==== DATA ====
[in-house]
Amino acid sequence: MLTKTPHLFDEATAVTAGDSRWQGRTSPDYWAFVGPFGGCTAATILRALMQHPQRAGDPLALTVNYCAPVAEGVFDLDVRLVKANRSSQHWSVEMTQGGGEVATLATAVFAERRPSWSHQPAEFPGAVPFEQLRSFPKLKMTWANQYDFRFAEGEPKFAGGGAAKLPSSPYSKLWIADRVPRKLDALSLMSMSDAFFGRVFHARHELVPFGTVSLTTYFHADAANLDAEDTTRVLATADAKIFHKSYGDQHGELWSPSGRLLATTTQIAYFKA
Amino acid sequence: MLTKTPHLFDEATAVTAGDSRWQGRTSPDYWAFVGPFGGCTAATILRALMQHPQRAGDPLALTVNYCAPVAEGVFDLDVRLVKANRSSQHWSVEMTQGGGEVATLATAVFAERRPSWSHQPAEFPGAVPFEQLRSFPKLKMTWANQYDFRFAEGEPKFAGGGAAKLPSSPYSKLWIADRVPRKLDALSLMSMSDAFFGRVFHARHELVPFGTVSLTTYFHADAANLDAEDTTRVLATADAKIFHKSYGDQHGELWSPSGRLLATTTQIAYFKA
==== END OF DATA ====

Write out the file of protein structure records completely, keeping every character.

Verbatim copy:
[in-house]
Amino acid sequence: MLTKTPHLFDEATAVTAGDSRWQGRTSPDYWAFVGPFGGCTAATILRALMQHPQRAGDPLALTVNYCAPVAEGVFDLDVRLVKANRSSQHWSVEMTQGGGEVATLATAVFAERRPSWSHQPAEFPGAVPFEQLRSFPKLKMTWANQYDFRFAEGEPKFAGGGAAKLPSSPYSKLWIADRVPRKLDALSLMSMSDAFFGRVFHARHELVPFGTVSLTTYFHADAANLDAEDTTRVLATADAKIFHKSYGDQHGELWSPSGRLLATTTQIAYFKA
Amino acid sequence: MLTKTPHLFDEATAVTAGDSRWQGRTSPDYWAFVGPFGGCTAATILRALMQHPQRAGDPLALTVNYCAPVAEGVFDLDVRLVKANRSSQHWSVEMTQGGGEVATLATAVFAERRPSWSHQPAEFPGAVPFEQLRSFPKLKMTWANQYDFRFAEGEPKFAGGGAAKLPSSPYSKLWIADRVPRKLDALSLMSMSDAFFGRVFHARHELVPFGTVSLTTYFHADAANLDAEDTTRVLATADAKIFHKSYGDQHGELWSPSGRLLATTTQIAYFKA